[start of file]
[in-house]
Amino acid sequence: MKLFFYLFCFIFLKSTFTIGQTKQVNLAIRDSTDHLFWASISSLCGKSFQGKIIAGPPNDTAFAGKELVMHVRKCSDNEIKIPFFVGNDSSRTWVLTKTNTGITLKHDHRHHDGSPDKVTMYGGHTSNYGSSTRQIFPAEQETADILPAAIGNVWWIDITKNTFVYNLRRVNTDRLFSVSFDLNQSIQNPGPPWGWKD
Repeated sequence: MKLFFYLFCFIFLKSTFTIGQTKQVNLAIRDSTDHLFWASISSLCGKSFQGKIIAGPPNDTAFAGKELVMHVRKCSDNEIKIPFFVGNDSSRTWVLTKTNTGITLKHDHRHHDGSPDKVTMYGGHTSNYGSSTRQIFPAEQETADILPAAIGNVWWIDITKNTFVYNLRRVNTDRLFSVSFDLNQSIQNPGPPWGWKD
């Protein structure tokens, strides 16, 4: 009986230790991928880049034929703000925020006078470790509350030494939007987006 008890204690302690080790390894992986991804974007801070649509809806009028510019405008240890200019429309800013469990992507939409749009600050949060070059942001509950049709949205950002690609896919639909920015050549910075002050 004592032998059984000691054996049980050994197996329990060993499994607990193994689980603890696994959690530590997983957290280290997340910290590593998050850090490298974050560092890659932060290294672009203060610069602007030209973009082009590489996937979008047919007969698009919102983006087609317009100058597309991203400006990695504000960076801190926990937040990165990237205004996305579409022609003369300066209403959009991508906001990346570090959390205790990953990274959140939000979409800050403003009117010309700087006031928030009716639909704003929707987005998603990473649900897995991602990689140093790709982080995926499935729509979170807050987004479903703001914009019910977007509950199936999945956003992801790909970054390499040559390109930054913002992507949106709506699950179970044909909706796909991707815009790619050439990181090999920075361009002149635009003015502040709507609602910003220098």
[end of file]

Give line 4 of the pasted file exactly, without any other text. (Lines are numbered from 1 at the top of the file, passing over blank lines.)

């Protein structure tokens, strides 16, 4: 009986230790991928880049034929703000925020006078470790509350030494939007987006 008890204690302690080790390894992986991804974007801070649509809806009028510019405008240890200019429309800013469990992507939409749009600050949060070059942001509950049709949205950002690609896919639909920015050549910075002050 004592032998059984000691054996049980050994197996329990060993499994607990193994689980603890696994959690530590997983957290280290997340910290590593998050850090490298974050560092890659932060290294672009203060610069602007030209973009082009590489996937979008047919007969698009919102983006087609317009100058597309991203400006990695504000960076801190926990937040990165990237205004996305579409022609003369300066209403959009991508906001990346570090959390205790990953990274959140939000979409800050403003009117010309700087006031928030009716639909704003929707987005998603990473649900897995991602990689140093790709982080995926499935729509979170807050987004479903703001914009019910977007509950199936999945956003992801790909970054390499040559390109930054913002992507949106709506699950179970044909909706796909991707815009790619050439990181090999920075361009002149635009003015502040709507609602910003220098």